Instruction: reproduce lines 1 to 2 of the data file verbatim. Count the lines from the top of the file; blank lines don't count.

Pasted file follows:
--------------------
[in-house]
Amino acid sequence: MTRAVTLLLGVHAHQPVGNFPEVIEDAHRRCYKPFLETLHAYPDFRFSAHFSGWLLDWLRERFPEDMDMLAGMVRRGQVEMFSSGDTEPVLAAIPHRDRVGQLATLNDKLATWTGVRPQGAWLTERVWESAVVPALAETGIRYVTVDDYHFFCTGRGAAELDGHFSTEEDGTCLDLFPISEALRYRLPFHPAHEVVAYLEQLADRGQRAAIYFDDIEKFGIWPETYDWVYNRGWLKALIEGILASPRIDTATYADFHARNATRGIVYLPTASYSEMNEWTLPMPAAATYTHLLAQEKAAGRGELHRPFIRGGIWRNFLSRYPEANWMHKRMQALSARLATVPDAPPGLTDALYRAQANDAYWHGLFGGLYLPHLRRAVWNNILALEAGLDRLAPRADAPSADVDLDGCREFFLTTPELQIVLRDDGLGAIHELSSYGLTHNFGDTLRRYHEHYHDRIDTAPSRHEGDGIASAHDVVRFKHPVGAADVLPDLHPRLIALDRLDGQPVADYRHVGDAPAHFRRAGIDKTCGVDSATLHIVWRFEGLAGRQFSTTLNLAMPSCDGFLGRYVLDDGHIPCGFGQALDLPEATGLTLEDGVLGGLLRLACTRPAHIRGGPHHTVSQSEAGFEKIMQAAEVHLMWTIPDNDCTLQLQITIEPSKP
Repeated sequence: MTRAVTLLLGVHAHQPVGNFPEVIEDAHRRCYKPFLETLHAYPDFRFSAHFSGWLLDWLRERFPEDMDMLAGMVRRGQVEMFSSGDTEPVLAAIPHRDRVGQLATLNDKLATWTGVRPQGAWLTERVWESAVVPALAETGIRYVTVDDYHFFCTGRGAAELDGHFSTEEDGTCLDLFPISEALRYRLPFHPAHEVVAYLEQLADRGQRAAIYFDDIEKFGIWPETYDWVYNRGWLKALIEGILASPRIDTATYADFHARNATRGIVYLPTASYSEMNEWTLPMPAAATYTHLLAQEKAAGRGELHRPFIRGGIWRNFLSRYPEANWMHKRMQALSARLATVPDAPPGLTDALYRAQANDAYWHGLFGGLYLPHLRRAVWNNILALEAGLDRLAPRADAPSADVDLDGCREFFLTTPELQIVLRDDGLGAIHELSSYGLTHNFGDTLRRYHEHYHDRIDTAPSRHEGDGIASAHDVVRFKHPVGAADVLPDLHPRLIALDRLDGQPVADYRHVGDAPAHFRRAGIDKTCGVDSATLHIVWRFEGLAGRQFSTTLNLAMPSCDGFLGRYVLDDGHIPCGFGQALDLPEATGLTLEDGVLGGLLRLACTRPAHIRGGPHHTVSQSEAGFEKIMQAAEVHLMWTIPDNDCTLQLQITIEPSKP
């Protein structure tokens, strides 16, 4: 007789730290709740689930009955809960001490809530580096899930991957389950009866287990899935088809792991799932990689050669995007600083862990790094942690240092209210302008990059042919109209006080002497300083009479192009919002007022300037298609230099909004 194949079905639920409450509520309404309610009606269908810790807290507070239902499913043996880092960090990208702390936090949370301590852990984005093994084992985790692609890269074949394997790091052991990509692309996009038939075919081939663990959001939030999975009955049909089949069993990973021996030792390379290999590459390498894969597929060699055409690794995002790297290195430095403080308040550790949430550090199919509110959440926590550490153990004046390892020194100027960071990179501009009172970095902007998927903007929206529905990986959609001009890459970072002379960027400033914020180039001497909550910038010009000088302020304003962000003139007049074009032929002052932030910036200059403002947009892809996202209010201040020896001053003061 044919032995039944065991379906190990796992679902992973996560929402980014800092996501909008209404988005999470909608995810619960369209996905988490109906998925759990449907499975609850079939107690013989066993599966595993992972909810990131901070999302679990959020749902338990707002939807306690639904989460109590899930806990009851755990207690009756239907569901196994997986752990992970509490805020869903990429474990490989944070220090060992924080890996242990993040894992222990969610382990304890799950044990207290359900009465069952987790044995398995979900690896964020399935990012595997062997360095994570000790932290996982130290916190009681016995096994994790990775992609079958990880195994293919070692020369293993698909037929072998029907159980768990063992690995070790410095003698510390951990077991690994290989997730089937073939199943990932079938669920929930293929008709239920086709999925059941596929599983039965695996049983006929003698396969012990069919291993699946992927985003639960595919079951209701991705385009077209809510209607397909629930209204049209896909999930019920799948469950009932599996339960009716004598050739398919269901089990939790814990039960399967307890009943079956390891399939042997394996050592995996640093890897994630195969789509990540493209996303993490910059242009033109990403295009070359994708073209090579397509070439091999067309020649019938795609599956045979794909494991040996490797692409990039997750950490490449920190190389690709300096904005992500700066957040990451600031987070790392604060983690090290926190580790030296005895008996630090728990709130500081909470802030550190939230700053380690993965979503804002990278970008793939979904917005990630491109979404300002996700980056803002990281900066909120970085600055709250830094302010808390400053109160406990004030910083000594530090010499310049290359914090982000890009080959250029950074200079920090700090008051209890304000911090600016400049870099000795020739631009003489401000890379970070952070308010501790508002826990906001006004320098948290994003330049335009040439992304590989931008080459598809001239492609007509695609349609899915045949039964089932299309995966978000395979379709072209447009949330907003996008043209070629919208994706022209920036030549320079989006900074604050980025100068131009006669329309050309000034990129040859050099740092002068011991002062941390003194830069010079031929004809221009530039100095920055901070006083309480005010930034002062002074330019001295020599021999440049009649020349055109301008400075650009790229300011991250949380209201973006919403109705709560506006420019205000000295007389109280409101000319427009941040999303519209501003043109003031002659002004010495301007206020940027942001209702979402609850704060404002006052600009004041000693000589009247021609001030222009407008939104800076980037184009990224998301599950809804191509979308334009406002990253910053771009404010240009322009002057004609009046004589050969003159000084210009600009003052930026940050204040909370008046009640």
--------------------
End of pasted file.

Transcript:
[in-house]
Amino acid sequence: MTRAVTLLLGVHAHQPVGNFPEVIEDAHRRCYKPFLETLHAYPDFRFSAHFSGWLLDWLRERFPEDMDMLAGMVRRGQVEMFSSGDTEPVLAAIPHRDRVGQLATLNDKLATWTGVRPQGAWLTERVWESAVVPALAETGIRYVTVDDYHFFCTGRGAAELDGHFSTEEDGTCLDLFPISEALRYRLPFHPAHEVVAYLEQLADRGQRAAIYFDDIEKFGIWPETYDWVYNRGWLKALIEGILASPRIDTATYADFHARNATRGIVYLPTASYSEMNEWTLPMPAAATYTHLLAQEKAAGRGELHRPFIRGGIWRNFLSRYPEANWMHKRMQALSARLATVPDAPPGLTDALYRAQANDAYWHGLFGGLYLPHLRRAVWNNILALEAGLDRLAPRADAPSADVDLDGCREFFLTTPELQIVLRDDGLGAIHELSSYGLTHNFGDTLRRYHEHYHDRIDTAPSRHEGDGIASAHDVVRFKHPVGAADVLPDLHPRLIALDRLDGQPVADYRHVGDAPAHFRRAGIDKTCGVDSATLHIVWRFEGLAGRQFSTTLNLAMPSCDGFLGRYVLDDGHIPCGFGQALDLPEATGLTLEDGVLGGLLRLACTRPAHIRGGPHHTVSQSEAGFEKIMQAAEVHLMWTIPDNDCTLQLQITIEPSKP